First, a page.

Posted by: travelrat | September 12, 2017



Jenbach, Austria 2001

I went to Jenbach, in the Austrian Tyrol because I’m an incurable railway freak. The bonus is  that there are other attractions, too, which neither run on rails nor are powered by steam, so non- rail-oriented visitors, especially partners, are catered for as well.

Jenbach’s station is really three stations. The main line carries local services to the nearby towns of Innsbruck and Kufstein, as well as the EuroCity trains. To the south, the narrow gauge Zillertalbahn serves the Ziller valley, and to the north, the steam-powered Achenseebahn is a rack-and-pinion line to the beautiful lake Achensee.

The Achenseebahn, is purely steam-driven. The locomotives and carriages are all nearly 120 years old, and it’s the oldest rack-and-pinion steam railway still in service anywhere. The Riggenbach rack is necessary to assist the train up the steep slope between Jenbach and Eben on its way to the Achensee, where passengers can transfer to a boat.


Most  passengers sail as far as the resort town of Pertisau, about midway along the western shore. But, I stayed on the boat as it continued to the head of the lake, from where I walked along the western bank back to Pertisau.

There’s no road along this part of the lake shore but, about half-way I found an excellent restaurant at Giesalm. This is only accessible on foot … or by boat. So, if I’d decided this wasn’t such a good idea after all, I could have taken the boat to Pertisau.

But, the highlight of the Achensee had to be the slightly eccentric train-ride up to the lake. The two carriages on the venerable train became extremely crowded, but the conductor ensured that no-one was left standing on the platform if there was only the smallest space into which another passenger might be fitted. I thought of the ‘shovers-in’ on Japanese commuter trains!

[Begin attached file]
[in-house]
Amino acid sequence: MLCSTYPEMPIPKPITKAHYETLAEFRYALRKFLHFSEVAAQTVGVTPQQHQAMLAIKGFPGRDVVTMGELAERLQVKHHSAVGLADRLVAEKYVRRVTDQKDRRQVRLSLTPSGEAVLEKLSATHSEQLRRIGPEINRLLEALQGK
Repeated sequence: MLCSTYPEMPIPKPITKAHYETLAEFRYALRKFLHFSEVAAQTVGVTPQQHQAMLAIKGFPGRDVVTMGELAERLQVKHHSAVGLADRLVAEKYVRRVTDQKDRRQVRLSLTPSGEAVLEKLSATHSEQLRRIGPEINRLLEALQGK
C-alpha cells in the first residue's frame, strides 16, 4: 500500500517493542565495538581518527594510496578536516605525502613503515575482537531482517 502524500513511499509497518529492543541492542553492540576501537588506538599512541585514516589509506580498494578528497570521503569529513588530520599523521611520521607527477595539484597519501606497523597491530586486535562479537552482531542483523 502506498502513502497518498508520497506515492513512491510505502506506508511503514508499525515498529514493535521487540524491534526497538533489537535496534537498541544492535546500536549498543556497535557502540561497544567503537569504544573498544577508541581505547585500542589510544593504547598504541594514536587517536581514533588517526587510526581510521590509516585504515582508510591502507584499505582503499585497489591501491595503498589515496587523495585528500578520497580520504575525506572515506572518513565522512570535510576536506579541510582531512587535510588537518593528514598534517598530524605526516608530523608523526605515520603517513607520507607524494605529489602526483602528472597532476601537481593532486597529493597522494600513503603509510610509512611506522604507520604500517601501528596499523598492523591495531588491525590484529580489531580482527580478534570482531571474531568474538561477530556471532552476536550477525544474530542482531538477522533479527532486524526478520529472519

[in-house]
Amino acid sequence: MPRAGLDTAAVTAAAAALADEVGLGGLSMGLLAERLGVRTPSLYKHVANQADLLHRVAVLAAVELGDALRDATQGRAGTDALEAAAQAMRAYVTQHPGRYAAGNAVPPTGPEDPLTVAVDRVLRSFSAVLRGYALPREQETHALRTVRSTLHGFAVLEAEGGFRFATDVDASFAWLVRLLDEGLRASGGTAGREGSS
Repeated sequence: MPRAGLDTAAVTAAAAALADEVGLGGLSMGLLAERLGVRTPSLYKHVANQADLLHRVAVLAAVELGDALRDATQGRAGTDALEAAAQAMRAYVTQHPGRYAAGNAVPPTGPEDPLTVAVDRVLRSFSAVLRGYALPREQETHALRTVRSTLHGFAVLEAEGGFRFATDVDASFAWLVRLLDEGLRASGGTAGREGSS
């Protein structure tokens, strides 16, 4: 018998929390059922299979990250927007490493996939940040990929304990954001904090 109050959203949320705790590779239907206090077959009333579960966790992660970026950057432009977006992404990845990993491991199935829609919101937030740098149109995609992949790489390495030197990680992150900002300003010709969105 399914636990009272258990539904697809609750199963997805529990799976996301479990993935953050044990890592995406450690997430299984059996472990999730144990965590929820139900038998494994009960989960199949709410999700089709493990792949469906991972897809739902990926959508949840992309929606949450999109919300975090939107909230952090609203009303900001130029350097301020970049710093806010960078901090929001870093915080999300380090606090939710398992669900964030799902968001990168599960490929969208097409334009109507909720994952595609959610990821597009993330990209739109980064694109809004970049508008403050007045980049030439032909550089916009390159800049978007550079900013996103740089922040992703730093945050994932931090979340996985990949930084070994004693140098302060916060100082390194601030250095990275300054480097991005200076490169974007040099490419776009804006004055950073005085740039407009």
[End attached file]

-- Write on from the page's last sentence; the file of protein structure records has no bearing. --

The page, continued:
This would seem to make his task of inspecting and issuing tickets somewhat difficult, but it didn’t, because there’s no way to pass from one carriage to another, anyway. The conductor’s place is in his compartment n the uphill side of the train … the locomotive is always downhill from the carriages when using the rack … as it clatters fussily up the hill to Eben.

Some passengers boarded at an intermediate station, and a ticket needed to be sold. The conductor made his way to them, on the outside of the moving train, using the substantial running-board. As the undergrowth whipped within centimetres of him, I was horrified to see high value notes, worth about USD 75, being exchanged.

But, the conductor said they’ve been working this way since the days of the Emperor Franz-Josef, and don’t see any reason to change. They haven’t, he said, lost any substantial sums of money, or any conductors … yet!


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